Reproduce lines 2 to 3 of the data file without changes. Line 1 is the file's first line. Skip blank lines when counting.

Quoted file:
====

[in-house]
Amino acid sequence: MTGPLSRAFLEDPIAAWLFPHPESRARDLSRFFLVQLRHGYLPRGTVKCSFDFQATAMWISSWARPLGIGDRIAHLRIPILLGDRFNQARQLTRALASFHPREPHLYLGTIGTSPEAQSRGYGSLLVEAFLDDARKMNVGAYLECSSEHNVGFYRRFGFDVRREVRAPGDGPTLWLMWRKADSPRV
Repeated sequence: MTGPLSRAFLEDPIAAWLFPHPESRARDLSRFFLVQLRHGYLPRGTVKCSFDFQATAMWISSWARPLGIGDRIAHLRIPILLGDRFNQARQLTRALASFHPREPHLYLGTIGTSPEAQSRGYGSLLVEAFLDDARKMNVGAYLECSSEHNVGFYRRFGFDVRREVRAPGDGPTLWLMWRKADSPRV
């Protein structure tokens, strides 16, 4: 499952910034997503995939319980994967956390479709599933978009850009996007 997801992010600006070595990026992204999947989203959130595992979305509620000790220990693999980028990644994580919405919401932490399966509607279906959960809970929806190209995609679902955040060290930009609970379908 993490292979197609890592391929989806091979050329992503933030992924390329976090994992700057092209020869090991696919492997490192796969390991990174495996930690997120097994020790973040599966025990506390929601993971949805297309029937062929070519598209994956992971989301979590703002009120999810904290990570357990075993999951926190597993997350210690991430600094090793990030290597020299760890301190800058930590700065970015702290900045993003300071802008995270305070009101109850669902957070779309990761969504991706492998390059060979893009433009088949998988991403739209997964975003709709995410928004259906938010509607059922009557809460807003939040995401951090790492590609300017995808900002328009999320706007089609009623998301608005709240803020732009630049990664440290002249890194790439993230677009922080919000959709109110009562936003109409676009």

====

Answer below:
Amino acid sequence: MTGPLSRAFLEDPIAAWLFPHPESRARDLSRFFLVQLRHGYLPRGTVKCSFDFQATAMWISSWARPLGIGDRIAHLRIPILLGDRFNQARQLTRALASFHPREPHLYLGTIGTSPEAQSRGYGSLLVEAFLDDARKMNVGAYLECSSEHNVGFYRRFGFDVRREVRAPGDGPTLWLMWRKADSPRV
Repeated sequence: MTGPLSRAFLEDPIAAWLFPHPESRARDLSRFFLVQLRHGYLPRGTVKCSFDFQATAMWISSWARPLGIGDRIAHLRIPILLGDRFNQARQLTRALASFHPREPHLYLGTIGTSPEAQSRGYGSLLVEAFLDDARKMNVGAYLECSSEHNVGFYRRFGFDVRREVRAPGDGPTLWLMWRKADSPRV